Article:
Women’s financial progress rebounds from COVID-19 setback
- The timeframe to economic equality is unchanged at a revised 32 years in Sept quarter.
- Women’s financial progress improved in the Sept quarter despite early setback of female job cuts in response to COVID-19 impacts.
- Progress was helped by a rebound in female employment relative to male, more women on boards and a further narrowing of the gender gap in the underemployment rate.
- The Financy Women’s Index rose by 2.2% to 74.1 points in the Sept quarter from a revised 73.3 points in June.
Australian women are recovering from the early financial impacts of COVID-19 at a faster rate than men, the latest Financy Women’s Index shows. This is despite women facing numerous gender financial inequalities and an early setback in job cuts relative to men at the start of the COVID-19 outbreak.
The Financy Women’s Index rose by 2.2% to 74.1 points in the September quarter from a revised 73.3 points in June – this is about half the pace of progress recorded in the June quarter at by 4.2%.
Improved female jobs growth, which was harder hit compared to male by the onset of the pandemic and government shutdowns in March of this year, coupled with a fresh high in female ASX 200 board appointments and a narrowing of the gender gap in the underemployment rate, helped to push women’s progress higher in the September quarter.
“Whilst this result gives us more reason to feel optimistic as we approach the end of 2020, the situation remains volatile and time will tell if COVID-19 has short or long-term impacts on women’s progress and economic equality,” says Bianca Hartge-Hazelman, author of the Financy Women’s Index report.
“Despite the progress Australian women remain in a more financially insecure position relative to men and continue to face gender gaps across all but one of the financial indicators measured by the Financy Women’s Index.”
Ms Nicki Hutley, Partner at Deloitte Access Economics, says there can be no doubt that COVID-19 has placed greater burdens on women in myriad ways.
“The silver lining, if it can be called that, was the brief period of free childcare.
“It was a massively missed opportunity for the Federal Government not to introduce this support on a permanent basis and generate significant long-term increases in female participation and economic growth.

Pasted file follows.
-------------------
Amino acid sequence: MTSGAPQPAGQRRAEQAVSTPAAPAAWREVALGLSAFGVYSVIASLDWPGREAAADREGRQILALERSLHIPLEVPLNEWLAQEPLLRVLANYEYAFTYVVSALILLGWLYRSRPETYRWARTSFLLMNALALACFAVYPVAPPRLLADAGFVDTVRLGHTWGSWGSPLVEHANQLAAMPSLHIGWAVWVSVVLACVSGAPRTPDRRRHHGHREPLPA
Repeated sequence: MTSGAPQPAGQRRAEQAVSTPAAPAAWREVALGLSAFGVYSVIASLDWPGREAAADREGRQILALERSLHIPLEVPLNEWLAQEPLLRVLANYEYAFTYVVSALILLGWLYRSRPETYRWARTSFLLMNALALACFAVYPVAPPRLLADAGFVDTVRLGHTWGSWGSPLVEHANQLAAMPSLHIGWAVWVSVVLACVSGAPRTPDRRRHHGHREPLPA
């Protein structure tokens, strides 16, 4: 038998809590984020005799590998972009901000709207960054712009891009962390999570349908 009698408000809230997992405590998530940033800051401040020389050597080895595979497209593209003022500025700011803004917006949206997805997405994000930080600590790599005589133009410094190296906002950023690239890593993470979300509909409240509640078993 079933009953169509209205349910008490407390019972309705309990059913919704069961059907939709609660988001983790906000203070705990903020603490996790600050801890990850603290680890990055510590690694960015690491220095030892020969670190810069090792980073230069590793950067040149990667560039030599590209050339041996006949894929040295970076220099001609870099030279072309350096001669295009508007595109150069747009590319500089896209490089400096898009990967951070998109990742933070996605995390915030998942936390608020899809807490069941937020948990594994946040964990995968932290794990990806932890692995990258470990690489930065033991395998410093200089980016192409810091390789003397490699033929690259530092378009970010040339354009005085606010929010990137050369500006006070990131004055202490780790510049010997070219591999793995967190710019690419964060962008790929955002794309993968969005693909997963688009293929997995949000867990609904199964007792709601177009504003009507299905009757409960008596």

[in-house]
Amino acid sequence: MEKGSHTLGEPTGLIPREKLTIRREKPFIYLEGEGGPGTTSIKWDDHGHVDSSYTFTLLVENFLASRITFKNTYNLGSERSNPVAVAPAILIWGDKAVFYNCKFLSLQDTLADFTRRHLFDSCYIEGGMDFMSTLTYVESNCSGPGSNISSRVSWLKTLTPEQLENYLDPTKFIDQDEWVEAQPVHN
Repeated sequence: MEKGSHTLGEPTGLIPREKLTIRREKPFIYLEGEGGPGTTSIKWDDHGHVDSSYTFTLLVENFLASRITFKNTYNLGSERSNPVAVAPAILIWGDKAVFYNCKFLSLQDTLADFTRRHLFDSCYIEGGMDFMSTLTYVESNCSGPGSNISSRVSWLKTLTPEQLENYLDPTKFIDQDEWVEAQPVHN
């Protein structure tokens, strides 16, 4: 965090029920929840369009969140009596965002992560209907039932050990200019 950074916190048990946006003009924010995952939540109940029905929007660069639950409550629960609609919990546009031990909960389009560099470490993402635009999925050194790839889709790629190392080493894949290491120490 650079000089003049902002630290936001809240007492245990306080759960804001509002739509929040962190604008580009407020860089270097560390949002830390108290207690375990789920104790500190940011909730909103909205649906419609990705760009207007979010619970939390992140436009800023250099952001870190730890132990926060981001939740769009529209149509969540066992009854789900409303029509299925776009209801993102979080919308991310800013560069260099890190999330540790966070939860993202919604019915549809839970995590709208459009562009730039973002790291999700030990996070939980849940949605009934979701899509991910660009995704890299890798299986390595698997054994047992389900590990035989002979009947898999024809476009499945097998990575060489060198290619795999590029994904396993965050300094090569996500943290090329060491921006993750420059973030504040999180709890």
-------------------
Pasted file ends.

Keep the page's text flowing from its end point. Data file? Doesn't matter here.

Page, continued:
“However things play out from here, COVID-19 will leave two legacies for women. The first lies in the direct impact on women as workers, often casual, in the most vulnerable sectors, and as primary carers.
“The second, and more important legacy will be the policies implemented to address those imbalances to ensure when the next shock occurs – be it another virus, extreme weather disruptions or financial sector driven – women do not again bear a disproportionate burden,” says Ms Hutley.
The timeframe to Australia achieving economic equality is unchanged at a revised 32 years because of the significant gender gap in the worst performing indicator which is unpaid work.
The number of women with ASX 200 board positions has increased in 2020 with women now occupying 32.1% of board positions as of the end of October2 , which is up from 31.2% in the June quarter. The result is nearly triple the rate of progress (2.6 percentage points or ppt) in the 12 months to September 2019 (1ppt).
The improvement comes despite a drop in the number of women occupying key leadership positions, including as CEO of public companies.
“As long as women do not progress within the management ranks we won’t just have a gender pay gap we’ll have a salary chasm,” says Connie Mckeage Managing Director of Strategic Advantage and former CEO of OneVue.
According to Labour Force data by the Australian Bureau of Statistics (ABS), Arts and Recreation Services and Accommodation and Food Services both hired 19% more women across their workforces in the quarter.
Younger women, aged 15-24 years who, along with older women, were hardest hit by job losses at the start of the pandemic have been largely left out of the partial recovery in female employment.
The female underemployment rate declined by 4ppt to 12.46% in September, compared to 12.93% in June and a high of 15.37% in April. Prior to the COVID-19 restrictions introduced in March, the female underemployment rate had stayed in the low double-digits since April 2014 and throughout that time has been about double the male underemployment rate.
The recovery in female employment coupled with higher male early access to super withdrawals could possibly help the gender gap in superannuation to narrow from 31% in favour of men.
The gender gap in unpaid work, calculated from the latest data obtained prior to the pandemic, shows women in relationships, with or without children, were doing 60% more unpaid tasks than men. This disparity is widely considered a significant barrier to increased female work participation and therefore financial progress.
The gender pay gap stands at 14% in the September quarter, which is slightly higher than the 13.9% reported in the March quarter of this year.
The gender gap in non-school education is undergoing a shift for the first time in decades with male enrolment growth outpacing that of female.
The number of women aged 15-64 years completing a non-school qualification at Certificate III level or above such as a University Degree, fell by 7% or 86,000 female enrolments to 1.105 million in the 12 months to May of this year – reflecting the largest decline in at least 20 years, according to ABS figures on Education and Work.